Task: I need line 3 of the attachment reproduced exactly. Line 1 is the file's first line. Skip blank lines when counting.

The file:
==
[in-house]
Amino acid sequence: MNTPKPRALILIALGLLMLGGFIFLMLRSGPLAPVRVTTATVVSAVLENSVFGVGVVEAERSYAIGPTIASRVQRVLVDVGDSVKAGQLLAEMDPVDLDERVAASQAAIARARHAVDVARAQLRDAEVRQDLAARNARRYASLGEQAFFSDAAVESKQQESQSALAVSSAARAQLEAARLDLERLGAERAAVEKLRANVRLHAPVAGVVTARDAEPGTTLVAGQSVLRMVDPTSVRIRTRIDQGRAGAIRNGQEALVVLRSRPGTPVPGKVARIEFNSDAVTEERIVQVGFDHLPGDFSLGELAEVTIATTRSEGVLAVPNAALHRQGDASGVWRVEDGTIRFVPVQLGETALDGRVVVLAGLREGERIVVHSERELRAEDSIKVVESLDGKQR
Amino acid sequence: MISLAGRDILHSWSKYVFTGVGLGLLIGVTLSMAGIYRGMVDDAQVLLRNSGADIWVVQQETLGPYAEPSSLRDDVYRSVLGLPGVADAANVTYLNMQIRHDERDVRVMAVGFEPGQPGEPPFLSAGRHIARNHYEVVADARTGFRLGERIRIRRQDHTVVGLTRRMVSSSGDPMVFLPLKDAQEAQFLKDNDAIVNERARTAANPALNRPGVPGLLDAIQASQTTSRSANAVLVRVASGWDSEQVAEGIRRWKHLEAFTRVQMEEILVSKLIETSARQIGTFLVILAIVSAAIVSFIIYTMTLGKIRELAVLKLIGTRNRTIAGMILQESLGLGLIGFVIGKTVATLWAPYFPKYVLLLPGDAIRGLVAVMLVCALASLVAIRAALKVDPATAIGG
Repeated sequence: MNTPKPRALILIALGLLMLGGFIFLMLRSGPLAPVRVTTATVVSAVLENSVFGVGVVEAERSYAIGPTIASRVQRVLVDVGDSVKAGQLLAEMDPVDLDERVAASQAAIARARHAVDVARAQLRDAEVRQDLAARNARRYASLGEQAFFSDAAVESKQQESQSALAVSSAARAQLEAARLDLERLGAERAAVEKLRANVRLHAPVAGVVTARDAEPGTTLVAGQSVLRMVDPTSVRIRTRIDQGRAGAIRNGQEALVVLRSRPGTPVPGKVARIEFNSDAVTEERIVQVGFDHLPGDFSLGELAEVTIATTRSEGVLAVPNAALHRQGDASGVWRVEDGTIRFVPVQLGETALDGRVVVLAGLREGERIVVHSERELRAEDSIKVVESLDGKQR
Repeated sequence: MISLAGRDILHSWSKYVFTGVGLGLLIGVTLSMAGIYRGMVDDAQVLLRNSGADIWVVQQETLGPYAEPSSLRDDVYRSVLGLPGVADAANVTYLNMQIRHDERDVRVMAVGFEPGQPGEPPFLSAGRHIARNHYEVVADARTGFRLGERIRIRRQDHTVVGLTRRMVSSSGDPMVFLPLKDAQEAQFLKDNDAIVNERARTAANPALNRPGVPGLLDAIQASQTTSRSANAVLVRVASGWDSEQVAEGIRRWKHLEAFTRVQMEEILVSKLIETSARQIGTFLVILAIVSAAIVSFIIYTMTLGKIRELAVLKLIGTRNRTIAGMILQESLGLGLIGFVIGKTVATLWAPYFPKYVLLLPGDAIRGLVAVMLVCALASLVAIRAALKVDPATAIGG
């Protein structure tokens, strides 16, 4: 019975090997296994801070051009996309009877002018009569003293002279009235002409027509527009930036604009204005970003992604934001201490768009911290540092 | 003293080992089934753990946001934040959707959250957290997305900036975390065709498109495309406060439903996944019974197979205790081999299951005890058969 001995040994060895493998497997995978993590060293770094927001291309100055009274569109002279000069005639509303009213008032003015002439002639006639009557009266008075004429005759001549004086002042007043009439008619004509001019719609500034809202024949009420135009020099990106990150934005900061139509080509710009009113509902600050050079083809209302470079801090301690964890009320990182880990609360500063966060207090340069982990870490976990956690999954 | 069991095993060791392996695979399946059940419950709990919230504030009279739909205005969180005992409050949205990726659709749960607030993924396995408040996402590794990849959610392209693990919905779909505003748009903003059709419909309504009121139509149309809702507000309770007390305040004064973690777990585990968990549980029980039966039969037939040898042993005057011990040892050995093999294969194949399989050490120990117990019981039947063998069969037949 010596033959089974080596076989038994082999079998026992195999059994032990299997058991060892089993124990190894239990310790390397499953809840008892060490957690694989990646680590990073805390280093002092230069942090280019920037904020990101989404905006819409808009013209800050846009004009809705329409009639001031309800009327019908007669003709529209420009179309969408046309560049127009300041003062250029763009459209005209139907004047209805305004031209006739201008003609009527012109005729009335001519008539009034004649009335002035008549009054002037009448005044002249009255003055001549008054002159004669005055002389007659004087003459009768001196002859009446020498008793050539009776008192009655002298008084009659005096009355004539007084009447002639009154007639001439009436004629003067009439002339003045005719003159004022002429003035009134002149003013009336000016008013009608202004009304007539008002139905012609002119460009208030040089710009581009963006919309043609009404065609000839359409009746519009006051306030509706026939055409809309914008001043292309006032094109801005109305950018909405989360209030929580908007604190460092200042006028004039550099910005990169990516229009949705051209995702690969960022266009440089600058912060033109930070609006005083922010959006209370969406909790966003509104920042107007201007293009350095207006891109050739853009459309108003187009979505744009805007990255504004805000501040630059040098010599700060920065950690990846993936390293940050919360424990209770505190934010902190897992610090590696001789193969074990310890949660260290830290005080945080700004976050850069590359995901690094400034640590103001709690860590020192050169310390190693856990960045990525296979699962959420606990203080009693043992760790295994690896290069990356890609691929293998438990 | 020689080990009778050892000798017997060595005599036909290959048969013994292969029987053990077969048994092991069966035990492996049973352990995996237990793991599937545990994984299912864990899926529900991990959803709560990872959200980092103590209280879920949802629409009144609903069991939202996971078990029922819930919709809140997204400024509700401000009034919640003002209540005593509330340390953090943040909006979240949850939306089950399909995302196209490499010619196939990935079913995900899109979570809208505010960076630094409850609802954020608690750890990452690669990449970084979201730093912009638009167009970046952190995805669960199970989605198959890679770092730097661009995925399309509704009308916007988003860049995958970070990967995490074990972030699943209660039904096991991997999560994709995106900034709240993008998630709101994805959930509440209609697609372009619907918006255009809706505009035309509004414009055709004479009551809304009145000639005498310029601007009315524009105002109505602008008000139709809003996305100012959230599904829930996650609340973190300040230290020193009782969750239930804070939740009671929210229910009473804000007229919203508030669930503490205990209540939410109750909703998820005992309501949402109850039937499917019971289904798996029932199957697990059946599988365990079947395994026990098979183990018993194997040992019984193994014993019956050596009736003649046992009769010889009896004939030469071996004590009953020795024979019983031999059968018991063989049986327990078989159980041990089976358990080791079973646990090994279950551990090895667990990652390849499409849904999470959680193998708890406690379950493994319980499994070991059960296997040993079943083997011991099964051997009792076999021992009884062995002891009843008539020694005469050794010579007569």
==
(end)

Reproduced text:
Amino acid sequence: MISLAGRDILHSWSKYVFTGVGLGLLIGVTLSMAGIYRGMVDDAQVLLRNSGADIWVVQQETLGPYAEPSSLRDDVYRSVLGLPGVADAANVTYLNMQIRHDERDVRVMAVGFEPGQPGEPPFLSAGRHIARNHYEVVADARTGFRLGERIRIRRQDHTVVGLTRRMVSSSGDPMVFLPLKDAQEAQFLKDNDAIVNERARTAANPALNRPGVPGLLDAIQASQTTSRSANAVLVRVASGWDSEQVAEGIRRWKHLEAFTRVQMEEILVSKLIETSARQIGTFLVILAIVSAAIVSFIIYTMTLGKIRELAVLKLIGTRNRTIAGMILQESLGLGLIGFVIGKTVATLWAPYFPKYVLLLPGDAIRGLVAVMLVCALASLVAIRAALKVDPATAIGG